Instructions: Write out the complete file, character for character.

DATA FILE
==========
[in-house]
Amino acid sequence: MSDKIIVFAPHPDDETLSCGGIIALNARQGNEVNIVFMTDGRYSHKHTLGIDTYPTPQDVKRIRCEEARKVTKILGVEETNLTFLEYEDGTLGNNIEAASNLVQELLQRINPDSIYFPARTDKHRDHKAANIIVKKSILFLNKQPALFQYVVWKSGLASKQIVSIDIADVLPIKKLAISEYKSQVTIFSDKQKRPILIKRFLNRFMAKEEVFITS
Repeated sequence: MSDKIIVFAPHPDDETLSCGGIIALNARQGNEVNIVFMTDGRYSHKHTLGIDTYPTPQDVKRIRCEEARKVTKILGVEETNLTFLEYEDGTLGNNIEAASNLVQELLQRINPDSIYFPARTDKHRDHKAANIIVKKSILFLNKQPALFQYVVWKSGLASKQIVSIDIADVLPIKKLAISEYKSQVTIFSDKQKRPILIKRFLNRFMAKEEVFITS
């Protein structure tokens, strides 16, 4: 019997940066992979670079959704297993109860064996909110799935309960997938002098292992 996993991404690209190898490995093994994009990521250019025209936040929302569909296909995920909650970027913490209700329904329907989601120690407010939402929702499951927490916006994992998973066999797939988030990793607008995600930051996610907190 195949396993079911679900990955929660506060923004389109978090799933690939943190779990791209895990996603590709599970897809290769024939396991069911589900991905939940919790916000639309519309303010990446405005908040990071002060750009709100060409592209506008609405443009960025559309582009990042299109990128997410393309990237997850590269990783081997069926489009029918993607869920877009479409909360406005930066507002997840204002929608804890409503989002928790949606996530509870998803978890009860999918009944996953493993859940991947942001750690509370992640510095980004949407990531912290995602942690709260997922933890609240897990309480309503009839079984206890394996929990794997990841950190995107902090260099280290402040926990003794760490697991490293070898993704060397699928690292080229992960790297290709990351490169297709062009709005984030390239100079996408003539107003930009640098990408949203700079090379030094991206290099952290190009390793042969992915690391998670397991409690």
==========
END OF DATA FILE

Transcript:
[in-house]
Amino acid sequence: MSDKIIVFAPHPDDETLSCGGIIALNARQGNEVNIVFMTDGRYSHKHTLGIDTYPTPQDVKRIRCEEARKVTKILGVEETNLTFLEYEDGTLGNNIEAASNLVQELLQRINPDSIYFPARTDKHRDHKAANIIVKKSILFLNKQPALFQYVVWKSGLASKQIVSIDIADVLPIKKLAISEYKSQVTIFSDKQKRPILIKRFLNRFMAKEEVFITS
Repeated sequence: MSDKIIVFAPHPDDETLSCGGIIALNARQGNEVNIVFMTDGRYSHKHTLGIDTYPTPQDVKRIRCEEARKVTKILGVEETNLTFLEYEDGTLGNNIEAASNLVQELLQRINPDSIYFPARTDKHRDHKAANIIVKKSILFLNKQPALFQYVVWKSGLASKQIVSIDIADVLPIKKLAISEYKSQVTIFSDKQKRPILIKRFLNRFMAKEEVFITS
């Protein structure tokens, strides 16, 4: 019997940066992979670079959704297993109860064996909110799935309960997938002098292992 996993991404690209190898490995093994994009990521250019025209936040929302569909296909995920909650970027913490209700329904329907989601120690407010939402929702499951927490916006994992998973066999797939988030990793607008995600930051996610907190 195949396993079911679900990955929660506060923004389109978090799933690939943190779990791209895990996603590709599970897809290769024939396991069911589900991905939940919790916000639309519309303010990446405005908040990071002060750009709100060409592209506008609405443009960025559309582009990042299109990128997410393309990237997850590269990783081997069926489009029918993607869920877009479409909360406005930066507002997840204002929608804890409503989002928790949606996530509870998803978890009860999918009944996953493993859940991947942001750690509370992640510095980004949407990531912290995602942690709260997922933890609240897990309480309503009839079984206890394996929990794997990841950190995107902090260099280290402040926990003794760490697991490293070898993704060397699928690292080229992960790297290709990351490169297709062009709005984030390239100079996408003539107003930009640098990408949203700079090379030094991206290099952290190009390793042969992915690391998670397991409690």